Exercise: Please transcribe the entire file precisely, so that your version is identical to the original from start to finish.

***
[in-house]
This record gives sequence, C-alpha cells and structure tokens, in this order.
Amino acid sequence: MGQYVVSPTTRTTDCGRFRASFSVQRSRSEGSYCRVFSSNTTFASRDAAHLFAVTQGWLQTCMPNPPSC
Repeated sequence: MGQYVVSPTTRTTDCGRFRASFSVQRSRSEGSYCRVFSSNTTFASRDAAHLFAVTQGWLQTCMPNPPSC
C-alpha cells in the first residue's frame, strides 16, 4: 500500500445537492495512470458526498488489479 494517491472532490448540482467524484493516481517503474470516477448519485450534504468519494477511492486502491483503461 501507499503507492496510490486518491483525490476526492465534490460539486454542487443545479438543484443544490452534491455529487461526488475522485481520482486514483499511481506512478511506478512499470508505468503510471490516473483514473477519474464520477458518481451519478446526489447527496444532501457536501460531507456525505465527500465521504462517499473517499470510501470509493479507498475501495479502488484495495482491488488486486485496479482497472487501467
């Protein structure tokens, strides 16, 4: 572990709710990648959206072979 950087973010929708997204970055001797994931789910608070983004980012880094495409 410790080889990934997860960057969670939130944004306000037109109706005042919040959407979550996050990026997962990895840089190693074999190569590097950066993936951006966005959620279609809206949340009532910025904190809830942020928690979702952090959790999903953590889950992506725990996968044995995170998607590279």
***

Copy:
[in-house]
This record gives sequence, C-alpha cells and structure tokens, in this order.
Amino acid sequence: MGQYVVSPTTRTTDCGRFRASFSVQRSRSEGSYCRVFSSNTTFASRDAAHLFAVTQGWLQTCMPNPPSC
Repeated sequence: MGQYVVSPTTRTTDCGRFRASFSVQRSRSEGSYCRVFSSNTTFASRDAAHLFAVTQGWLQTCMPNPPSC
C-alpha cells in the first residue's frame, strides 16, 4: 500500500445537492495512470458526498488489479 494517491472532490448540482467524484493516481517503474470516477448519485450534504468519494477511492486502491483503461 501507499503507492496510490486518491483525490476526492465534490460539486454542487443545479438543484443544490452534491455529487461526488475522485481520482486514483499511481506512478511506478512499470508505468503510471490516473483514473477519474464520477458518481451519478446526489447527496444532501457536501460531507456525505465527500465521504462517499473517499470510501470509493479507498475501495479502488484495495482491488488486486485496479482497472487501467
């Protein structure tokens, strides 16, 4: 572990709710990648959206072979 950087973010929708997204970055001797994931789910608070983004980012880094495409 410790080889990934997860960057969670939130944004306000037109109706005042919040959407979550996050990026997962990895840089190693074999190569590097950066993936951006966005959620279609809206949340009532910025904190809830942020928690979702952090959790999903953590889950992506725990996968044995995170998607590279």